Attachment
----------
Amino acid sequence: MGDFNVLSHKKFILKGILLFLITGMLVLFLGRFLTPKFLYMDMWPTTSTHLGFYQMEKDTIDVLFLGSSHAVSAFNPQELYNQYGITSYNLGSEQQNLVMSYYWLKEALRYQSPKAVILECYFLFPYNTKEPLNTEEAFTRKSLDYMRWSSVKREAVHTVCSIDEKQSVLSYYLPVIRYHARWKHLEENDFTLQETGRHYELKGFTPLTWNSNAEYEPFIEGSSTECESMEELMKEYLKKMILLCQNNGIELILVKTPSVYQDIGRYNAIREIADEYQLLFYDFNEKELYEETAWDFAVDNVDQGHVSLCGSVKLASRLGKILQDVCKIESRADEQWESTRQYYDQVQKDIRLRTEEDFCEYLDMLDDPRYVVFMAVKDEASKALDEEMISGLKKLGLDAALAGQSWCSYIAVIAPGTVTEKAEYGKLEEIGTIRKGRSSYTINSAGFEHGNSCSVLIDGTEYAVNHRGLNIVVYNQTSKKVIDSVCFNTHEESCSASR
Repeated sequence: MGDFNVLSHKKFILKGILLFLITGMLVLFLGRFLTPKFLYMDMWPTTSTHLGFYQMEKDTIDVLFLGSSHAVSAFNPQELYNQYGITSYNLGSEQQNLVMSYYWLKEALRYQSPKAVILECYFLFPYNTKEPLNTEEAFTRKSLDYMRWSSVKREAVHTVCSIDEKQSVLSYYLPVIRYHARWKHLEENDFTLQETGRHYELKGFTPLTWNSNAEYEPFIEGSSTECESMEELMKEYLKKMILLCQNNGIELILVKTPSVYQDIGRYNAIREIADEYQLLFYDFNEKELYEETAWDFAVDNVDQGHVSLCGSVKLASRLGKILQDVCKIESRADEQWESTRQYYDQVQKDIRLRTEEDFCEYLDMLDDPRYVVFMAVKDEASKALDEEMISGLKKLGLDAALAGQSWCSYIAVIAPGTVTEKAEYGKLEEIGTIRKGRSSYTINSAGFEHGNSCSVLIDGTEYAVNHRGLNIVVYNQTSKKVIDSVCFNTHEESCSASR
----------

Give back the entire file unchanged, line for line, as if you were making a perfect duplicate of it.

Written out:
Amino acid sequence: MGDFNVLSHKKFILKGILLFLITGMLVLFLGRFLTPKFLYMDMWPTTSTHLGFYQMEKDTIDVLFLGSSHAVSAFNPQELYNQYGITSYNLGSEQQNLVMSYYWLKEALRYQSPKAVILECYFLFPYNTKEPLNTEEAFTRKSLDYMRWSSVKREAVHTVCSIDEKQSVLSYYLPVIRYHARWKHLEENDFTLQETGRHYELKGFTPLTWNSNAEYEPFIEGSSTECESMEELMKEYLKKMILLCQNNGIELILVKTPSVYQDIGRYNAIREIADEYQLLFYDFNEKELYEETAWDFAVDNVDQGHVSLCGSVKLASRLGKILQDVCKIESRADEQWESTRQYYDQVQKDIRLRTEEDFCEYLDMLDDPRYVVFMAVKDEASKALDEEMISGLKKLGLDAALAGQSWCSYIAVIAPGTVTEKAEYGKLEEIGTIRKGRSSYTINSAGFEHGNSCSVLIDGTEYAVNHRGLNIVVYNQTSKKVIDSVCFNTHEESCSASR
Repeated sequence: MGDFNVLSHKKFILKGILLFLITGMLVLFLGRFLTPKFLYMDMWPTTSTHLGFYQMEKDTIDVLFLGSSHAVSAFNPQELYNQYGITSYNLGSEQQNLVMSYYWLKEALRYQSPKAVILECYFLFPYNTKEPLNTEEAFTRKSLDYMRWSSVKREAVHTVCSIDEKQSVLSYYLPVIRYHARWKHLEENDFTLQETGRHYELKGFTPLTWNSNAEYEPFIEGSSTECESMEELMKEYLKKMILLCQNNGIELILVKTPSVYQDIGRYNAIREIADEYQLLFYDFNEKELYEETAWDFAVDNVDQGHVSLCGSVKLASRLGKILQDVCKIESRADEQWESTRQYYDQVQKDIRLRTEEDFCEYLDMLDDPRYVVFMAVKDEASKALDEEMISGLKKLGLDAALAGQSWCSYIAVIAPGTVTEKAEYGKLEEIGTIRKGRSSYTINSAGFEHGNSCSVLIDGTEYAVNHRGLNIVVYNQTSKKVIDSVCFNTHEESCSASR